The United States isn't quite as reliant on foreign oil as it used to be.
Imports of crude oil and other petroleum products are on pace to drop to 6 million barrels per day by 2014, according to new forecasts by the Energy Information Administration. That's the lowest level since 1987. It's also just half as much liquid fuel as the country was importing back in 2005, at 12.5 million barrels per day.
So what's responsible for the drop? For starters, the United States is producing more of its own crude. New drilling techniques such as hydraulic fracturing for shale have helped companies access "tight oil" in places like North Dakota and Texas. The EIA expects that to continue for the foreseeable future (though be wary of wild claims that the United States will soon surpass Saudi Arabia in oil production):
And the less-noticed flip side is that Americans are using less oil. Consumption of liquid fuels plummeted during the recession, and it isn't expected to rebound anytime soon. The EIA projects that Americans will be driving slightly more over the next few years as the economy recovers, but that will be offset by more-efficient vehicles and the retirement of older cars and trucks:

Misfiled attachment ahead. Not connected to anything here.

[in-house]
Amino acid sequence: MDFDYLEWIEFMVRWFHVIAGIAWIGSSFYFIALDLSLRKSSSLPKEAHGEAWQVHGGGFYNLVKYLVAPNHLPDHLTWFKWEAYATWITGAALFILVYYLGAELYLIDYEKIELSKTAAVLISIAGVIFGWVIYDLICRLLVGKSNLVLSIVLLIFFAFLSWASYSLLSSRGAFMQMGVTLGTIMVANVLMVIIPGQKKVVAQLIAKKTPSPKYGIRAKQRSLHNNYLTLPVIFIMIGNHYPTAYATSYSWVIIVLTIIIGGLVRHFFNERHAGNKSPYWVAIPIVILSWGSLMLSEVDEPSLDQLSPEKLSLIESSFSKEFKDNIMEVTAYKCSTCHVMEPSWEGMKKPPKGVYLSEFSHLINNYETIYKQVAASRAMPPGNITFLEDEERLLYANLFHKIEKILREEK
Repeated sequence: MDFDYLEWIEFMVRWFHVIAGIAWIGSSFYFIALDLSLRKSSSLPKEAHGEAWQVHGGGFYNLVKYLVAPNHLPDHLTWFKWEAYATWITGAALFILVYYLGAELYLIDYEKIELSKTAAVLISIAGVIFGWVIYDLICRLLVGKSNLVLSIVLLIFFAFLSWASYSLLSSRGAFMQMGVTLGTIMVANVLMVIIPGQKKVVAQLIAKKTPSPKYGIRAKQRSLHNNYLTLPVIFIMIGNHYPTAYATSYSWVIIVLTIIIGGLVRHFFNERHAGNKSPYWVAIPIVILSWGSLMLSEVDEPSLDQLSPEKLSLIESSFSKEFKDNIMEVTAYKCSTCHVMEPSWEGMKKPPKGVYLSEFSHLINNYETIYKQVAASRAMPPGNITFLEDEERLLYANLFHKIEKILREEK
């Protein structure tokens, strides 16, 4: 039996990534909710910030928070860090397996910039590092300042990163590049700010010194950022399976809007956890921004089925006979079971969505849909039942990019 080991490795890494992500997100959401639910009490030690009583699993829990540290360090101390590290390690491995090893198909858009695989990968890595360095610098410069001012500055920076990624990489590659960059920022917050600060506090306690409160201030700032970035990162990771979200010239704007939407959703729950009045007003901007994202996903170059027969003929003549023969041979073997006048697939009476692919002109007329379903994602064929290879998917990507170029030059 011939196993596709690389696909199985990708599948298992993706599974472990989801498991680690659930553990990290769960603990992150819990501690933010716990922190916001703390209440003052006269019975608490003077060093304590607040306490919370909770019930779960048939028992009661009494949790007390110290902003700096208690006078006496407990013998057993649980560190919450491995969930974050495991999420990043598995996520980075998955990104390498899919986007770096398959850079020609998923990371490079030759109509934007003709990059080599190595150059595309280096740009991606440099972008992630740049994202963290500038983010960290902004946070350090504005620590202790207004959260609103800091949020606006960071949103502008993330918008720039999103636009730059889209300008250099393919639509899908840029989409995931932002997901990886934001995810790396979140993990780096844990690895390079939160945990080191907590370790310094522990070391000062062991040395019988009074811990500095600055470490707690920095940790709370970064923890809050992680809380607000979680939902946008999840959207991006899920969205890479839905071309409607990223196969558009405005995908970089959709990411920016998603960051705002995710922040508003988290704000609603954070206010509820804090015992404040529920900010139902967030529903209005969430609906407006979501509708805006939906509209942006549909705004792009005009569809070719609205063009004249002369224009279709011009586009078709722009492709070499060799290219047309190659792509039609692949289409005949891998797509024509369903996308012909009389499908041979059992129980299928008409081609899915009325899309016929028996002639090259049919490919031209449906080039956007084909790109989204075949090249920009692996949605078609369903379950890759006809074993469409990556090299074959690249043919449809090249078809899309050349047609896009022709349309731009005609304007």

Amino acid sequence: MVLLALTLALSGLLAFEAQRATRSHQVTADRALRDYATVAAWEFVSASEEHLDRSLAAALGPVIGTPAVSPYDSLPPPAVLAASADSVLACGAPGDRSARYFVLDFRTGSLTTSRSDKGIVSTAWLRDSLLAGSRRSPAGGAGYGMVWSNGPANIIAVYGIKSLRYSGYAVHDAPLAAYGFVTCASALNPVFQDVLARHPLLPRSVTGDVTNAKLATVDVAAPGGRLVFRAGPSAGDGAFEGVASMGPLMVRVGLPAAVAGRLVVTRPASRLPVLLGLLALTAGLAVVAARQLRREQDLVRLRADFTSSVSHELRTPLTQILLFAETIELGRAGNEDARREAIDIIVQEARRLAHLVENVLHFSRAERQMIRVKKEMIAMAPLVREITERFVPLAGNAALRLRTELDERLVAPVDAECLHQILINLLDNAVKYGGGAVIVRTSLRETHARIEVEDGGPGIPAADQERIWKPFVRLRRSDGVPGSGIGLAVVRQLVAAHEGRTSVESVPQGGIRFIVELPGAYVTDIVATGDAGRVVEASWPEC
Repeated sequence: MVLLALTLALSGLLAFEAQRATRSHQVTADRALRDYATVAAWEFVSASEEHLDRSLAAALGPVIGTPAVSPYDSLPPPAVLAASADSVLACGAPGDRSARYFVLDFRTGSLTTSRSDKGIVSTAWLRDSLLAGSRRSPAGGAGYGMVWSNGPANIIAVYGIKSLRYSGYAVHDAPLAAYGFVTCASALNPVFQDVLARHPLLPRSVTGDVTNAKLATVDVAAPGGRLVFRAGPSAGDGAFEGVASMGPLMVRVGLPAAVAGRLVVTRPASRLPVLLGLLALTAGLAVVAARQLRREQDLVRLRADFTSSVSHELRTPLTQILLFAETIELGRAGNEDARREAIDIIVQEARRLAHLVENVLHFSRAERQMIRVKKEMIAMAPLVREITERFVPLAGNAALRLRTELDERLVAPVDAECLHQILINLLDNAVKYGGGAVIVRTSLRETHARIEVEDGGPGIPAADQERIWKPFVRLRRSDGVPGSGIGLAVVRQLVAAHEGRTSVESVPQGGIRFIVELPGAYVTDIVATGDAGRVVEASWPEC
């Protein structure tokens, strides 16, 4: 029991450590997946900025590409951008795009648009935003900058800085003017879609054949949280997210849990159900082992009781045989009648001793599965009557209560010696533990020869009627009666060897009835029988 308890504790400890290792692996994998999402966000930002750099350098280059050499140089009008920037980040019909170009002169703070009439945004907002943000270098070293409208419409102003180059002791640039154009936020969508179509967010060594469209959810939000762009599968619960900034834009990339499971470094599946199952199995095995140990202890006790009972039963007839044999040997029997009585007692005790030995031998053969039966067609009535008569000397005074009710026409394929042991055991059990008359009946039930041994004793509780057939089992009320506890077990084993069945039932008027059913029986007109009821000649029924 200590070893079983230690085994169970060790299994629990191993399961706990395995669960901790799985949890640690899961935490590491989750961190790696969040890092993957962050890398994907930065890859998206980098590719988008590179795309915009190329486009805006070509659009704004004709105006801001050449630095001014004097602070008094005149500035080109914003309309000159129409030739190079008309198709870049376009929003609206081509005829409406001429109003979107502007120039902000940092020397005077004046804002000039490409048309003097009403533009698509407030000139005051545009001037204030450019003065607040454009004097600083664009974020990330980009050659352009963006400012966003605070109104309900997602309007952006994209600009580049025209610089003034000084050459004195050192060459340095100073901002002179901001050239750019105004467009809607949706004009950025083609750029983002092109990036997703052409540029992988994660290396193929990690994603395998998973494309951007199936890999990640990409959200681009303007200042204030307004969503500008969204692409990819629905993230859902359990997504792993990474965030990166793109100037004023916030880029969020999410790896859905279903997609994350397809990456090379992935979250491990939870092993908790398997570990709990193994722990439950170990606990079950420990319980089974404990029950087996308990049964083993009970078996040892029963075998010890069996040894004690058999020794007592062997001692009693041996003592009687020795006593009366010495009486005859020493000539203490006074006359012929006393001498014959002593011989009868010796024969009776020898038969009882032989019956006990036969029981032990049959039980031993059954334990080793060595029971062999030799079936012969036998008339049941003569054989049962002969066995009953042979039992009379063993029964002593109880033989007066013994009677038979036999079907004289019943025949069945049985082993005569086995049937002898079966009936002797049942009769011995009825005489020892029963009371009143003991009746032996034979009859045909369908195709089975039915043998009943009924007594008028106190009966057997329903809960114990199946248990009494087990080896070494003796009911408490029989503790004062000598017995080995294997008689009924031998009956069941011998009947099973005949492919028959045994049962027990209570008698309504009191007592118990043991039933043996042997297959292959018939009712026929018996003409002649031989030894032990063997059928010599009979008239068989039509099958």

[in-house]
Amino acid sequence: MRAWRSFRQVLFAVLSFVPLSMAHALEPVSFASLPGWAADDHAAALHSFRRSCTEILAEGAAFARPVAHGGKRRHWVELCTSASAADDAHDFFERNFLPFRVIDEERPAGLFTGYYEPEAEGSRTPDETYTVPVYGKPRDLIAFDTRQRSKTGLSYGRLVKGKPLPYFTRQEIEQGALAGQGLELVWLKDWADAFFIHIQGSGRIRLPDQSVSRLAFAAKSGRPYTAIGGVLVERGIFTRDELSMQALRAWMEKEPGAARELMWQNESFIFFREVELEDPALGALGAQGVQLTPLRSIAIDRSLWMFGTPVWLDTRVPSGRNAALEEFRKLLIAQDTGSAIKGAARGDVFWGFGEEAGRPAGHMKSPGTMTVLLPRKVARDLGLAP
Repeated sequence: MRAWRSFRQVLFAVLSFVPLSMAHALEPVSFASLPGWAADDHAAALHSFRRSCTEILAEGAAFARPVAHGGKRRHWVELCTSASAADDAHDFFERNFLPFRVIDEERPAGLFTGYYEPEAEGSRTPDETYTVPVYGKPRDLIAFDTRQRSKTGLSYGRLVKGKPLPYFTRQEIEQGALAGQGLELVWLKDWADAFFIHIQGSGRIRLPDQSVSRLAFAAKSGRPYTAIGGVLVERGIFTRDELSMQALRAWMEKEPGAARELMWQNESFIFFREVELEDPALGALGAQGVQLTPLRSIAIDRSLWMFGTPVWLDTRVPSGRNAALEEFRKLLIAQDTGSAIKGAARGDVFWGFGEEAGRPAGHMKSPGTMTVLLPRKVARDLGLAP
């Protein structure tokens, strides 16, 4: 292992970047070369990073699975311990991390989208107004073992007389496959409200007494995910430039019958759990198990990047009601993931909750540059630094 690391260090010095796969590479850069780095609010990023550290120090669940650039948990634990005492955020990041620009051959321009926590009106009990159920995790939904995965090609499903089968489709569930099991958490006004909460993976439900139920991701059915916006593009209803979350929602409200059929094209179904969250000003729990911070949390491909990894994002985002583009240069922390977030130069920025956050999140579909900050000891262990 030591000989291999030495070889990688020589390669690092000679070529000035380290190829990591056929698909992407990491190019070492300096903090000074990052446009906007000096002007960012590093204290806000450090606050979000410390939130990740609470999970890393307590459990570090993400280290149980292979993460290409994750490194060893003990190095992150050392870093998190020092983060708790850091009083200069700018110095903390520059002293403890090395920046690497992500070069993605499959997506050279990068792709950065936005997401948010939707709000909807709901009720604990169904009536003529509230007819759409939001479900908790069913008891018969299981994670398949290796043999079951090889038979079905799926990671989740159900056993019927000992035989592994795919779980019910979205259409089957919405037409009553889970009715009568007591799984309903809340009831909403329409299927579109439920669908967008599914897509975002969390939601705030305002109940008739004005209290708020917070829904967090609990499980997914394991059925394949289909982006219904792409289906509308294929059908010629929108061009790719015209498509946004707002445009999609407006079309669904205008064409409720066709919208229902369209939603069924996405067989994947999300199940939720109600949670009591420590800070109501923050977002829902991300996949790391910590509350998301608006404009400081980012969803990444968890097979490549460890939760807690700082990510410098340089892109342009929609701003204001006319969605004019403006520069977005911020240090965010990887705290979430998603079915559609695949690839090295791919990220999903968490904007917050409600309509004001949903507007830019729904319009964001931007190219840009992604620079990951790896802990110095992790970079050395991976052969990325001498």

Combine those two trends together, and U.S. imports are falling rapidly. By 2014, the EIA expects the country to import just 32 percent of its oil, down from 60 percent in 2005.
Now, it's worth being clear about precisely what sorts of benefits this will bring. Lower imports do help shrink the U.S. trade deficit. And a booming domestic oil industry can certainly bolster the economy — in 2011, the oil and natural gas industries directly generated roughly $481 billion in economic activity, according to a recent estimate from PriceWaterhouseCoopers.
But falling imports won't necessarily protect the United States from high prices — or from oil shocks. The EIA expects crude prices to fall only slightly these next two years, with West Texas Intermediate oil dropping from $94 per barrel in 2012 to $91 per barrel in 2014. We'll be importing half as much oil as we did in 2005, but we'll also be paying nearly twice as much for each barrel of oil. That blunts the benefits considerably.
What's more, so long as the fall in imports is mainly being driven by new oil drilling, that doesn't do much to help alleviate climate change. The import news is a huge positive, but it certainly can't solve every problem.
Update: Michael Levi makes another related point on his blog. Because oil prices are still quite high, the United States is still spending more on imported oil as a percentage of GDP than it did at any point between 1983 and 2004:
--The U.S. isn't quite ready to catch up with Saudi Arabia on oil...
--CBO: True oil independence is an unrealistic dream